Knoxville’s Cas Walker was, among other things, a grocery store mogul, a local TV star, and a polarizing, larger-than-life politician. “Whether scattering freshly ground JFG Coffee beans along his store floors to stimulate sales, attracting crowds by throwing chickens off the roof, or luring customers by burying a man in the parking lot of his Chapman Highway grocery store, Cas Walker knew how to command everyone’s attention,” writes Joshua Hodge, the editor of Cas Walker: Stories on His Life and Legend, an oral history project that includes first-person accounts of this colorful character’s exploits, as well as excerpts from Walker’s autobiography.
Walker was born in Sevier County, the seventh of 12 children. From the start, his life was marked by hard work and hustle. After being turned away from the Navy for being too young, Walker worked as a miner and a hay baler until he earned the capital to open his own grocery store. Eventually, his grocery empire would grow from one store to 10, and from the very beginning, his sales antics were infamous in the Knoxville area and beyond.
His first act as a grocery store owner was to throw chickens off the roof, telling customers they could have the chicken if they could catch it. When one of his stores flooded, soaking a rack of overalls, Walker declared a “flood sale,” slashing prices until the wet overalls sold like hotcakes. He even had employees drive more overalls over from his other store locations, spraying them down with a hose so they could be sold in the flood sale, too. Walker’s official stance on store promotions was, “If I’d thought of a few more things, I’d have stooped a little lower.”
One of Walker’s most famous events was hiring stuntman Digger O’Dell to be buried alive in “the world’s smallest apartment” in a store parking lot. O’Dell’s unusual shtick was to remain underground for weeks at a time, and he had a dubious reputation for his feats of endurance, earning exorbitant fees. But O’Dell met his match in Walker. When he started getting claustrophobic, Walker refused to dig him up. In the words of journalist Betty Bean, “Digger started faking heart attacks and calling the newspapers and the health department to complain that Walker was denying him medical care. Walker’s solution was to dress two women who worked for him in ‘nurse suits’ and station them above the grave, selling barbecued chicken sandwiches.”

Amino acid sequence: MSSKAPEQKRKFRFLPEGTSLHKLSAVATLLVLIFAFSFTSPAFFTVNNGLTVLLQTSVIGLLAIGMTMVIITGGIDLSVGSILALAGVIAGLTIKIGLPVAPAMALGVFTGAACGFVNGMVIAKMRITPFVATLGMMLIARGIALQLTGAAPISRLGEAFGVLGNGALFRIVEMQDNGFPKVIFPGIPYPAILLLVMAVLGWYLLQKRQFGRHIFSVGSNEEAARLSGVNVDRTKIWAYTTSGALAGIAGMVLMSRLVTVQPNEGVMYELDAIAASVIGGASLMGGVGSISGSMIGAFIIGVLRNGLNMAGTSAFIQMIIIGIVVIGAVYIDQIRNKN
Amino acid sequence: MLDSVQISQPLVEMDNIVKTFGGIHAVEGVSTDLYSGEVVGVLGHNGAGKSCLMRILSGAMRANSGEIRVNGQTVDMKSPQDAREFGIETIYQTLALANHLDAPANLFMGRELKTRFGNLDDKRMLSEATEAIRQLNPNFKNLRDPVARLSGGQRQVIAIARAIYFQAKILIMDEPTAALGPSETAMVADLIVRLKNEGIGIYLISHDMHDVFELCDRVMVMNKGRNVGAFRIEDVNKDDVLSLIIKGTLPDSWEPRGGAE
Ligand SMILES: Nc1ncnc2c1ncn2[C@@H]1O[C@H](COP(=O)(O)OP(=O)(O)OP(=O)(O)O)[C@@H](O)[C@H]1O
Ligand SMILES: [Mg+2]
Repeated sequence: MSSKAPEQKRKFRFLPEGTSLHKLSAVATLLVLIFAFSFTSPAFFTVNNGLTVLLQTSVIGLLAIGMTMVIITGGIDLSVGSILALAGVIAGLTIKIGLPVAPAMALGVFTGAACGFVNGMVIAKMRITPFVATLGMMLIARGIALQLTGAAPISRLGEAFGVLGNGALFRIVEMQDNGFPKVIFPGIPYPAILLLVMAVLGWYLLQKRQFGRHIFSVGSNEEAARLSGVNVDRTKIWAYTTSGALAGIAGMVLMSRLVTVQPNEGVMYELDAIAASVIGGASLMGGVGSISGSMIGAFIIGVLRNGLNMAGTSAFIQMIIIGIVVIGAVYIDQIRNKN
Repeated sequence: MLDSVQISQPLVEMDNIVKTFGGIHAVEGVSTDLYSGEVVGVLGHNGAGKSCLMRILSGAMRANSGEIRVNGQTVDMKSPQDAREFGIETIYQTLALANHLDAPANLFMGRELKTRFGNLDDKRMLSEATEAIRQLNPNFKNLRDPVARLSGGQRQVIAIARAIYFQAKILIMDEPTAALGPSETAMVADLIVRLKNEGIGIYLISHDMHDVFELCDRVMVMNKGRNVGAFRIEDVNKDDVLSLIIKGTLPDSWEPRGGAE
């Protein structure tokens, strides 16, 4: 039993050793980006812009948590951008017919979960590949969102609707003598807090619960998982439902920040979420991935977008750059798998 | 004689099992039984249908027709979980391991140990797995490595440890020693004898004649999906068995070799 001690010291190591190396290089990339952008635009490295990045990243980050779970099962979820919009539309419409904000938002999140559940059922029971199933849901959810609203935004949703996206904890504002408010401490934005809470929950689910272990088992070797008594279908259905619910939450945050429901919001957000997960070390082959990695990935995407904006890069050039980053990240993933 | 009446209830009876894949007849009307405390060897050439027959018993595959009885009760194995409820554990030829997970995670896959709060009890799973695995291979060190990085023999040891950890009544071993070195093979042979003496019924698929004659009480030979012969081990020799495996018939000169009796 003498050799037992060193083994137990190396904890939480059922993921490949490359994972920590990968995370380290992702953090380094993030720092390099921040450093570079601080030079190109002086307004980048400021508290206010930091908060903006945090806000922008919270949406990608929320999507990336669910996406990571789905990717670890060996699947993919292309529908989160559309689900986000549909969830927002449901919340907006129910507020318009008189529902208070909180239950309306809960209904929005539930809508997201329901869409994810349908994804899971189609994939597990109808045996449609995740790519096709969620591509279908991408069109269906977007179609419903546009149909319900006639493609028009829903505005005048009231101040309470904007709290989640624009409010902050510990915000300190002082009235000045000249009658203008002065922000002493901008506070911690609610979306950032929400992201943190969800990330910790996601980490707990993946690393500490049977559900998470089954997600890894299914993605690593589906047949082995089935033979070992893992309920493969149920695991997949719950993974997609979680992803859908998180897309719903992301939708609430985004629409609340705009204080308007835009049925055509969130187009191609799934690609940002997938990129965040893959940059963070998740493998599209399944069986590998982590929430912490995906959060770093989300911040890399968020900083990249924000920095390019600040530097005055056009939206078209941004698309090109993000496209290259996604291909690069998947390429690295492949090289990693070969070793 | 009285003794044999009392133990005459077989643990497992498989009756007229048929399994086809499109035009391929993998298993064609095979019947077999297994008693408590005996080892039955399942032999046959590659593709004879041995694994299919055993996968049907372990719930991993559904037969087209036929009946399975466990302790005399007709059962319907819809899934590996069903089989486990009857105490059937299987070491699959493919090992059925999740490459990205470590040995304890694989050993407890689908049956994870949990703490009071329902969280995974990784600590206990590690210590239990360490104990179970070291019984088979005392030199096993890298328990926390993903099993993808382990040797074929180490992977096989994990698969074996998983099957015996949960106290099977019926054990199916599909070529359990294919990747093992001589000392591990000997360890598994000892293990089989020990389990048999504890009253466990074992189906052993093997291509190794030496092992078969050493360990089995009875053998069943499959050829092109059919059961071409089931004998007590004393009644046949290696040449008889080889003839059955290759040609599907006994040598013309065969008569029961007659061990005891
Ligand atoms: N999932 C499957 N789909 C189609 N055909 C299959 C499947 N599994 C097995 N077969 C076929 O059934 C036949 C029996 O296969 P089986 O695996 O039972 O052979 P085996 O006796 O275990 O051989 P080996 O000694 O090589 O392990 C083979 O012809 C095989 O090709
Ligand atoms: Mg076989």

Cas Walker includes a chapter on Walker’s TV program, “The Farm and Home Hour,” which showcased live music and grocery store announcements. A generation of Knoxvillians grew up watching the show, and it featured both talented and untalented performers from the area. One standout performer was nine-year-old Dolly Parton, who was brought to the show to sing before going to school. Why did Walker put untalented folks on the air? According to his longtime driver David West, “His theory was everybody buys groceries,” and he relied on performers to rally their family members to watch.
Walker might have earned his initial fame as a grocer, but he solidified his reputation as a Knoxville institution through his political career and controversial newspaper, The Watchdog. The newspaper claimed to publish the “unvarnished naked truth that can be backed up in court,” but it landed Walker in court more than once. Walker was vehemently opposed to the politics of “the silk stocking crowd” — actually, he was known for being opposed to most things. “I’m agin’ it,” was his most common response at council meetings, and a picture of Walker taking a swing at another council member once briefly tarnished Knoxville’s reputation when it was published in Life magazine.
Today, when public figures are “canceled” for controversial statements, a character like Cas Walker would never enjoy such broad, enduring appeal, and that’s part of what makes this book so interesting. By presenting accounts of Walker’s life through the personal stories of people who knew him, it allows readers see his life in its historical context and to appreciate him as a complicated, sometimes confounding man.
Cas Walker: Stories on His Life and Legend is largely the work of Hodge, a UT Knoxville historian who died of brain cancer in May of this year. A scholarship in memory of Hodge’s exemplary work has been established and will be publicly announced at an event to honor Hodge and celebrate the book’s release, held at the university’s John C. Hodges Library on November 5.
If this review has reminded you of your own Cas Walker story, consider contributing to the university’s ongoing Cas Walker Story Project.
Sarah Carter is a freelance writer living in Nashville, TN. She holds an M.F.A. in creative writing from the Sewanee School of Letters.
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